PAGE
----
The second dealer that we went to is the largest in the area. We started out looking at new coaches there – Class A only. They had the FR3, which we liked a lot, and the Thor Windsport, which was very similar to the Thor Hurricane. We were also shown a few used Class A Motorhomes, but they were too old and run down to be of interest to us. The sales person at this dealership was a young man, who seemed to be pretty new on the job. He was very pushy. There was a lot of pressure to buy something right away, which neither Laura or I liked. When we were about ready to leave, this salesman rushed us into an older Class A that was sitting in the parking lot, still running after the prior owner gave it to them in trade for a new coach. He told us how “lucky” we were to be able to look at it first. It was a beat up, dirty mess, and it smelled bad. This dealership has probably lost our business by rushing us into that old nasty coach and then pressuring us to buy it right away. The final straw was the shifty-eyed sales manager, who, after we turned down that old coach, tried to back us into a corner, and grilled us about when we would be ready to buy, how much we could spend, where the down payment was coming from, and so on. This idiot talked to us like we were suspects in a police station. Very bad vibe. We left their lot quickly after that, but these guys continued calling us over and over again, trying to get us to come back.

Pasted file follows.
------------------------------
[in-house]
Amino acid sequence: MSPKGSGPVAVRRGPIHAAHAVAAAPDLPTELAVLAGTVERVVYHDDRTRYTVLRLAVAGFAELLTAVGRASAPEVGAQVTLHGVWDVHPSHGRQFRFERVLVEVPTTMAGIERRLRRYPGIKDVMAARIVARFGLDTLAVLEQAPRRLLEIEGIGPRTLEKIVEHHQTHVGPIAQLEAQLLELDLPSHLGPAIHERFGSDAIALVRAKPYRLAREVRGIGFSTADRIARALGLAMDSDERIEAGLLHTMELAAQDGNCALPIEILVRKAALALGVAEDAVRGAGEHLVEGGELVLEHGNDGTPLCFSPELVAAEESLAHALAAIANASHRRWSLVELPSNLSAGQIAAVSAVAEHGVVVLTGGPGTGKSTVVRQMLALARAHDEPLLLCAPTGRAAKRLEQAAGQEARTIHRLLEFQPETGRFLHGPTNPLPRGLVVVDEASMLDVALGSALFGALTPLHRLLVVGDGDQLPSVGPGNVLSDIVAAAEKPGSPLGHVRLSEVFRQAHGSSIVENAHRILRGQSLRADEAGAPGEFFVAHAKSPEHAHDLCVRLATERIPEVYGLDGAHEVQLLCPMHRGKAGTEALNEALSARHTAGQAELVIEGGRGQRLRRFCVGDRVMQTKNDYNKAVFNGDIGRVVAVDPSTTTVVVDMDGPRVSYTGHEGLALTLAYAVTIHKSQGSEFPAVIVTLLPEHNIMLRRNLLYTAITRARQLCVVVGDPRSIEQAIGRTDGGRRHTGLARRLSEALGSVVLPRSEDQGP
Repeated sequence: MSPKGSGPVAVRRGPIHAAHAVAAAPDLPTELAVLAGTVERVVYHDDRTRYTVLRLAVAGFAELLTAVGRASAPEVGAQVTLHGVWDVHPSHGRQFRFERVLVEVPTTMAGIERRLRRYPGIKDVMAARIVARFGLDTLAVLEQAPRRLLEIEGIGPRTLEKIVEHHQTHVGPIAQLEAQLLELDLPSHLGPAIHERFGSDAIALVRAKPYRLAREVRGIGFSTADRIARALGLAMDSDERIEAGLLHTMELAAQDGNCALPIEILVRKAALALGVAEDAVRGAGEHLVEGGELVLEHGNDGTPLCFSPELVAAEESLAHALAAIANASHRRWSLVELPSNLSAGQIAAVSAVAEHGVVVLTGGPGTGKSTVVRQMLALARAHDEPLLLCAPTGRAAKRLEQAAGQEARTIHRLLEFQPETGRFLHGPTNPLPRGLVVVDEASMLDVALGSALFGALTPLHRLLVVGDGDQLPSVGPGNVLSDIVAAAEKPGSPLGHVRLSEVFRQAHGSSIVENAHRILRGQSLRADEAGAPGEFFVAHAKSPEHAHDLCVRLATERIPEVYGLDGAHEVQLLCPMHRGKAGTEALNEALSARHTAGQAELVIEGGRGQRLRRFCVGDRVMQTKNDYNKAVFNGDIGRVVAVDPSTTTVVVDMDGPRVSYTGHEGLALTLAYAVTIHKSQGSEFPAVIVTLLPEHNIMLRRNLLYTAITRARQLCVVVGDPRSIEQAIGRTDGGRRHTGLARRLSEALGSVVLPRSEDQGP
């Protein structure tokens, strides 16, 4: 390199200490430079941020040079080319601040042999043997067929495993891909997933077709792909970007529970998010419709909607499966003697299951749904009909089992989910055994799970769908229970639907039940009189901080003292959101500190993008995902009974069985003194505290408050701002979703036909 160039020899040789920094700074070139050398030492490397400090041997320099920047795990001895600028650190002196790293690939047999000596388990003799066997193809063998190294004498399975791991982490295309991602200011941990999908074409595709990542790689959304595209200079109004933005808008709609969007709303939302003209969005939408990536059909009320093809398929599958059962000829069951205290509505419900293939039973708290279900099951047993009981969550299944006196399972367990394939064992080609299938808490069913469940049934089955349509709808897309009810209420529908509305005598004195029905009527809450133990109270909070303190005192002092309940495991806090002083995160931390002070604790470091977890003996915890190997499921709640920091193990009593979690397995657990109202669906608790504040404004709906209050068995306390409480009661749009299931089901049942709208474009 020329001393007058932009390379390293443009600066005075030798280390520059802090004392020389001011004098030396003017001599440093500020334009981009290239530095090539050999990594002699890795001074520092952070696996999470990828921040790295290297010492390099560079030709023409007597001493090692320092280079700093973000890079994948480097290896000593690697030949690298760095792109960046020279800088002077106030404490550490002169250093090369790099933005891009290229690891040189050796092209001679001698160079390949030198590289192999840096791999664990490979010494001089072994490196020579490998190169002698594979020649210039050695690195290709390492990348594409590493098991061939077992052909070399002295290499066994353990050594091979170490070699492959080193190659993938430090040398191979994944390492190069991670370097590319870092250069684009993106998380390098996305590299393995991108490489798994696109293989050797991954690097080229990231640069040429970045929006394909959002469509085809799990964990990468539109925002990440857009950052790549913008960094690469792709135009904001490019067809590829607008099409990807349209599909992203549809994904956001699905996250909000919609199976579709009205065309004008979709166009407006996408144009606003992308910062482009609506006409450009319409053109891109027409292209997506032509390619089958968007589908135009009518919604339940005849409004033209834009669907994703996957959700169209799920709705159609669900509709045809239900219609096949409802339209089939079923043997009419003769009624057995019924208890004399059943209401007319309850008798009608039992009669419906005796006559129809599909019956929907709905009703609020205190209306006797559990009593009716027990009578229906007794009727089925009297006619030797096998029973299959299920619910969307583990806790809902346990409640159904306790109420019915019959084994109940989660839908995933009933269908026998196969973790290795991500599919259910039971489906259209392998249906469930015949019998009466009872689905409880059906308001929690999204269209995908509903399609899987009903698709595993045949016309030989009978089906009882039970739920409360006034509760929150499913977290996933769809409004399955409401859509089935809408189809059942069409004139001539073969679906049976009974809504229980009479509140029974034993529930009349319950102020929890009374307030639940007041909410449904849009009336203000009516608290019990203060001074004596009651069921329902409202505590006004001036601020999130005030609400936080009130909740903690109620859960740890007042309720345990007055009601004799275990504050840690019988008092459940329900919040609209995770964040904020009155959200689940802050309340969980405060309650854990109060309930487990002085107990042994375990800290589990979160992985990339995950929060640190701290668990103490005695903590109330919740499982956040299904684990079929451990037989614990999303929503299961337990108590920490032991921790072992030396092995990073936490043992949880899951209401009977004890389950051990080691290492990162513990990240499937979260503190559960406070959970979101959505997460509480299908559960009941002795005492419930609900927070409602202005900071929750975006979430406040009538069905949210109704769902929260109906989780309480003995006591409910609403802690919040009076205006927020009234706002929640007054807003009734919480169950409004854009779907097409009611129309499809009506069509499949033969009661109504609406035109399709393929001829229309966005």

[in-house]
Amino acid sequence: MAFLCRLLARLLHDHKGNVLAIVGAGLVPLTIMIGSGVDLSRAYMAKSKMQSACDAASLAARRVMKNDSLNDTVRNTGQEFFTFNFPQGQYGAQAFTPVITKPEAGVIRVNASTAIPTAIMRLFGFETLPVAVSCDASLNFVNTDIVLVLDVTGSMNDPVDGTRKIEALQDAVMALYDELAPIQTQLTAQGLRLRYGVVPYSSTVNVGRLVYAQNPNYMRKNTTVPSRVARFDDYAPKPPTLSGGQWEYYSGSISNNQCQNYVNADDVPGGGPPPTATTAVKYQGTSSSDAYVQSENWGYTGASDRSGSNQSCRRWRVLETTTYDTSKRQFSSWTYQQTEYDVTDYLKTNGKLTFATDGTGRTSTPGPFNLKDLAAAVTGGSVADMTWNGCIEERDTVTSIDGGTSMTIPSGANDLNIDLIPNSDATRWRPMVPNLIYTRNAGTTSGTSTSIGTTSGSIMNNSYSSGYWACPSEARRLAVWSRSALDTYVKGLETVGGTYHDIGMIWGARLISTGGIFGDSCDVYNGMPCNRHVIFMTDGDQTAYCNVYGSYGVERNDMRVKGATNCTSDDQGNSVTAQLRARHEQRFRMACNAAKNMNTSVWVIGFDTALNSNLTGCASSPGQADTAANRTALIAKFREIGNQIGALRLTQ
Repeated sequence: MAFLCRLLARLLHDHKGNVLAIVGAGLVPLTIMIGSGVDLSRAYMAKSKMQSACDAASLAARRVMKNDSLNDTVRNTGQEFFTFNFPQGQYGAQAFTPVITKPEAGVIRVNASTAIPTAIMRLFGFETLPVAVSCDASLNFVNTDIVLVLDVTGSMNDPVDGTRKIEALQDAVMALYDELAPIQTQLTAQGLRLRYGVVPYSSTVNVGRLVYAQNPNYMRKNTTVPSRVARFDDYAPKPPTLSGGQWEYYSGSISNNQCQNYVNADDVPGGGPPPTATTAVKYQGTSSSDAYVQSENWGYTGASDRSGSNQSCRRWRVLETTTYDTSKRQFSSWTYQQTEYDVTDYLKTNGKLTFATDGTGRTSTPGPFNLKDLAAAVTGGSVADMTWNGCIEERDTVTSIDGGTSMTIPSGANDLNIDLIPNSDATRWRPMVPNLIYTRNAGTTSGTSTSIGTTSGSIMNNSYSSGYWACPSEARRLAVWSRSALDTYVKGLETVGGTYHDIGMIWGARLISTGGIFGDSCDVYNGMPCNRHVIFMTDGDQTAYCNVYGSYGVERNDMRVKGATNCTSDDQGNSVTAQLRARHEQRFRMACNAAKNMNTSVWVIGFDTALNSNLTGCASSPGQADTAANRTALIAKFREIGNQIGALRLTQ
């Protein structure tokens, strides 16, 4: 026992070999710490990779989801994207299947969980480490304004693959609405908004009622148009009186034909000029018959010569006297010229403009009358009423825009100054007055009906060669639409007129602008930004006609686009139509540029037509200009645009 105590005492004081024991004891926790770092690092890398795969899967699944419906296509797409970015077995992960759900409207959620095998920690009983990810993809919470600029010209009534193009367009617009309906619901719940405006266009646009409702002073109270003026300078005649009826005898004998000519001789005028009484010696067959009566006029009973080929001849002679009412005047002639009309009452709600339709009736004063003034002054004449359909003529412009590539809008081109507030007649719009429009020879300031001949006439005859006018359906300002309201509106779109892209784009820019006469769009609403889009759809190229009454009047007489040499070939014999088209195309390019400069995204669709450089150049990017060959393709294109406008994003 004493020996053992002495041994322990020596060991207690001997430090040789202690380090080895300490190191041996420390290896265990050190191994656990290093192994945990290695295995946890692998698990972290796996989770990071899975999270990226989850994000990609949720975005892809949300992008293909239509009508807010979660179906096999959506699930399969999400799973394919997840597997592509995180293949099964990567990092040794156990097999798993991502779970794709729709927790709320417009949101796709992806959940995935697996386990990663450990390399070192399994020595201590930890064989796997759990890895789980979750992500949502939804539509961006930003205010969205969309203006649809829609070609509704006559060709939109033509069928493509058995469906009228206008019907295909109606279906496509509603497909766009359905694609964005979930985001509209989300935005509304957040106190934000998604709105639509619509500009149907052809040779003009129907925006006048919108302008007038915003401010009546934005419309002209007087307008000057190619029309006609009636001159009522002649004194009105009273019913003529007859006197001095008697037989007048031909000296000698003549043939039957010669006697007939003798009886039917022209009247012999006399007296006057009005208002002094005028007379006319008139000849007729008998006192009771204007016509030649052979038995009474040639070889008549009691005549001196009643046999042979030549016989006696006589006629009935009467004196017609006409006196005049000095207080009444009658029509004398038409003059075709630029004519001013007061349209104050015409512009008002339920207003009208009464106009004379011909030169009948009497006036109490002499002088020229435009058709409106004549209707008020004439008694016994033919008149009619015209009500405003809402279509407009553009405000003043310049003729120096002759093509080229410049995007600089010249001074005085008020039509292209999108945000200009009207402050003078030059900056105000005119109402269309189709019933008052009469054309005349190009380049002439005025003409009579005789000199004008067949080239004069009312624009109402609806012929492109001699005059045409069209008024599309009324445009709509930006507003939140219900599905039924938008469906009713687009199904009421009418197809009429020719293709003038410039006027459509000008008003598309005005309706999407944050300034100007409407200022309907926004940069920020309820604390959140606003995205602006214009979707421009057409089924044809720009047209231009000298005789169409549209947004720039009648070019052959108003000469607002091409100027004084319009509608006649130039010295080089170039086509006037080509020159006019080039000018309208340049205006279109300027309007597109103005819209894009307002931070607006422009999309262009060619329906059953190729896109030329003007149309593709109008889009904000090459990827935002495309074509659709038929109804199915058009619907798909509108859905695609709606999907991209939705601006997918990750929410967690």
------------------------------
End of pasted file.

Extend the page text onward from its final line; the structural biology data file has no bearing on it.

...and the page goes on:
The good news is that the experience at that second dealership slowed us down. We went back to the Internet research for another couple of months, and only visited one other dealer during that time – a very small Newmar dealer in the northern part of LA County. The Newmar units were very nice, but they were beyond our price range.

Now fast forward a few months. I decided to retire from my job of 35 years. Preparing for that consumed most of our time for a month or so. We were still very much interested in RVs, but decided to go slow. We planned to attend the big manufacturer’s RV Show in Pomona. After that, we would rent an RV to see if we enjoyed it enough to proceed.

The next post will be about the California RV Show in Pomona.

Categories: The Hunt for the Wild RV | Tags: | Leave a comment

A Road Trip? Yes, Please.


I mentioned my father in the last post about our elderly parents. He’s 83 and not in great health.

He started smoking when he was 11, rolling his own. He quit awhile back when he was told if he didn’t, he’d die and pretty soon.

Not that the threat of death stops smokers.  I have a close girlfriend who was told the same thing and she decided to continue smoking – she died in April of this year from severe chronic obstructive pulmonary disease (yes, the elephant on the chest – COPD). And she was only 57.